Of the many systems formulated in Safed, the one which was most highly respected and which achieved authoritative status, both among mystics and the masses of the people, was the Cabbala of Rabbi Isaac Luria Ashkenazi (1534-1572), later called the Ari (“the Lion”).

The Ari’s basic conceptions are pictorial in character and work upon the imagination, and though their original formulation was quite simple, they lent themselves to extremely subtle and profound interpretation. The Galut the Ari’s Cabbala saw as a terrible and pitiless state permeating and embittering all of Jewish life, but Galut was also the condition of the universe as a whole, even of the deity. This is an extremely bold idea, and when the Lurianic Cabbalists came to speak of it, they shuddered at their own audacity, hedging it with such deprecatory expressions as “one might suppose,” “as it were,” “to stun the ear.” Nevertheless, the idea was developed through the three central conceptions which shape the Lurianic system—limitation, destruction, reparation.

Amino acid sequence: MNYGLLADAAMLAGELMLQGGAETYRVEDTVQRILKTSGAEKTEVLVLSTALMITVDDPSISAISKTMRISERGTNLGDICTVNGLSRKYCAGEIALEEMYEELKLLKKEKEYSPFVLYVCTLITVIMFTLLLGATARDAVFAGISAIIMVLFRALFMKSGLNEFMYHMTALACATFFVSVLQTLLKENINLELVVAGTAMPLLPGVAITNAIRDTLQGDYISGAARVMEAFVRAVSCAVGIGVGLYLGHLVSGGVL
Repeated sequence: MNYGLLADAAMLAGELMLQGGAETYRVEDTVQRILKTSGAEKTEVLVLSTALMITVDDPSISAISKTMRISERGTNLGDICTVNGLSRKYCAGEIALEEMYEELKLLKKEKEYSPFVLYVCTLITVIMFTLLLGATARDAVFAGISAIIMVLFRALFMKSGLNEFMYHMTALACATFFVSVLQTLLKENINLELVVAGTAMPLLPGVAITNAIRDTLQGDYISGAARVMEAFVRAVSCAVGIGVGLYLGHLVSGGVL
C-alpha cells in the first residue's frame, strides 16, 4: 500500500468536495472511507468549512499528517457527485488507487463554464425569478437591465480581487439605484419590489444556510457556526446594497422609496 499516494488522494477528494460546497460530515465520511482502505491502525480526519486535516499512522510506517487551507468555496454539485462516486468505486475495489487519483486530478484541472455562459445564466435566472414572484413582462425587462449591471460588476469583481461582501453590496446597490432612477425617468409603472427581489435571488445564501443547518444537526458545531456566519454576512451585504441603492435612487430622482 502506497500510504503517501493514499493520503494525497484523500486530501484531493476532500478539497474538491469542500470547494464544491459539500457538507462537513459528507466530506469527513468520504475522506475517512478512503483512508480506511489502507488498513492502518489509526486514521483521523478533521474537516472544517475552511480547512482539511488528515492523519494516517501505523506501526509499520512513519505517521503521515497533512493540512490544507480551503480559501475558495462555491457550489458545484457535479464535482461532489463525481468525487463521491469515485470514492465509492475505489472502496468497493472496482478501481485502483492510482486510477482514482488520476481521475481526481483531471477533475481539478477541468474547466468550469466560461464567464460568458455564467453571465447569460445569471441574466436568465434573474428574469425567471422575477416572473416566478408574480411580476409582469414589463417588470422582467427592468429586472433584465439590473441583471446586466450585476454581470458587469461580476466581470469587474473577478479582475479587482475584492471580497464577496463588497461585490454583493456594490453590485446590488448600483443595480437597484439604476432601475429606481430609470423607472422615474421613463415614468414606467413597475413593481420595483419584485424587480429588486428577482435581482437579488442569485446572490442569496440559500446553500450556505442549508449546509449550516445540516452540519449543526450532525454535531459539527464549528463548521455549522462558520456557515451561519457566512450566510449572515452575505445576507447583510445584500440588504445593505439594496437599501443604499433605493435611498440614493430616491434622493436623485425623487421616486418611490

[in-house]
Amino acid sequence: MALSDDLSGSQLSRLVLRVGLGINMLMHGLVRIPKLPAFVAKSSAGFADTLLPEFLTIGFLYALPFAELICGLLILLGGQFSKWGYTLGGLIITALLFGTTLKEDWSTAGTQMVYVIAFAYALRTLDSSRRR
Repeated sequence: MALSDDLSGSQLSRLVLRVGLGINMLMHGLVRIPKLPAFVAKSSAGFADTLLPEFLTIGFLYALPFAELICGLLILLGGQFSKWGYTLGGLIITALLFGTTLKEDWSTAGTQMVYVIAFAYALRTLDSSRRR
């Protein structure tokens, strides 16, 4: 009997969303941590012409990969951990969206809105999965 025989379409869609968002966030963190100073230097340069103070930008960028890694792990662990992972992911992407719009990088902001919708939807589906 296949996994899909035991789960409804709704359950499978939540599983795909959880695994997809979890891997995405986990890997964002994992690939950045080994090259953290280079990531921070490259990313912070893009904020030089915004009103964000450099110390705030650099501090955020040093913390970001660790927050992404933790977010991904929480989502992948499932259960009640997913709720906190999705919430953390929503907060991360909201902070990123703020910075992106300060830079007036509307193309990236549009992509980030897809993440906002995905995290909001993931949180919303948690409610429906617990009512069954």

According to the Ari and his school, the universe was created by an action of which the ancients generally were ignorant. God did not reveal Himself overtly in creation, but confined and concealed Himself, and by so doing enabled the world to be revealed. Then came the second act, the fashioning of the universal “emanations,” the creations of the worlds, the revelation of the Divine as mankind’s deity, as the Creator, as the God of Israel.

The original phase of concealment carries many implications. There is voluntary restraint and limitation, something related to the quality of harshness and rigidity in God, for all concentration and limitation imply the functioning of this quality. There is ruthlessness toward Himself, for He exiled Himself from boundless infinity to a more concentrated infinity. There is a profound inward Galut, not the Galut of one of the creatures but of God Himself, who limited Himself and thereby made place for the universe. This is the Lurianic concept of limitation or concentration, tsimtsum, which supplanted the simpler idea of creation held by the Spanish Cabbalists.